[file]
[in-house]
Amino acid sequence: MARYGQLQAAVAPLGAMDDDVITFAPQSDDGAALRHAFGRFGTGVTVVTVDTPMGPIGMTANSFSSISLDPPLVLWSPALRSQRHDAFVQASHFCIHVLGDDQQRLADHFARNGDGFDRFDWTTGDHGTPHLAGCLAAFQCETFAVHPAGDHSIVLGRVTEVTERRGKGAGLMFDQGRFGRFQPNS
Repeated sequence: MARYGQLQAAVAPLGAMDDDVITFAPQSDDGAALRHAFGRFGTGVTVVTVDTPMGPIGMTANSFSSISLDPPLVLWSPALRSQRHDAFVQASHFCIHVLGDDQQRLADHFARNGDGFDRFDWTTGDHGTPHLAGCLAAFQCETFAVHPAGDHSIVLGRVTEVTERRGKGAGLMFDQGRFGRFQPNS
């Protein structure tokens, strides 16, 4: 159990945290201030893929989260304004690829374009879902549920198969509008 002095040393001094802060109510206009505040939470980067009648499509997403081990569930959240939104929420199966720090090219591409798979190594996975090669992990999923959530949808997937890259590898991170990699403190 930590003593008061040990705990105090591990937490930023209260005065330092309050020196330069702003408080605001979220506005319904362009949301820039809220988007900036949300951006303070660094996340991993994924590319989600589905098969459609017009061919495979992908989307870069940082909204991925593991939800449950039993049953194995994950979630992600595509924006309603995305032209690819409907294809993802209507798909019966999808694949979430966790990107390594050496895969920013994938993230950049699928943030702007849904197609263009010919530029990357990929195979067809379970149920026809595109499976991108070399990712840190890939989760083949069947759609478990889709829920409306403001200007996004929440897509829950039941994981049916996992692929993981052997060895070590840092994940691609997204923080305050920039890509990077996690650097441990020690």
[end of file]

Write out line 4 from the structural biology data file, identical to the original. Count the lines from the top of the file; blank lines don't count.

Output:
């Protein structure tokens, strides 16, 4: 159990945290201030893929989260304004690829374009879902549920198969509008 002095040393001094802060109510206009505040939470980067009648499509997403081990569930959240939104929420199966720090090219591409798979190594996975090669992990999923959530949808997937890259590898991170990699403190 930590003593008061040990705990105090591990937490930023209260005065330092309050020196330069702003408080605001979220506005319904362009949301820039809220988007900036949300951006303070660094996340991993994924590319989600589905098969459609017009061919495979992908989307870069940082909204991925593991939800449950039993049953194995994950979630992600595509924006309603995305032209690819409907294809993802209507798909019966999808694949979430966790990107390594050496895969920013994938993230950049699928943030702007849904197609263009010919530029990357990929195979067809379970149920026809595109499976991108070399990712840190890939989760083949069947759609478990889709829920409306403001200007996004929440897509829950039941994981049916996992692929993981052997060895070590840092994940691609997204923080305050920039890509990077996690650097441990020690």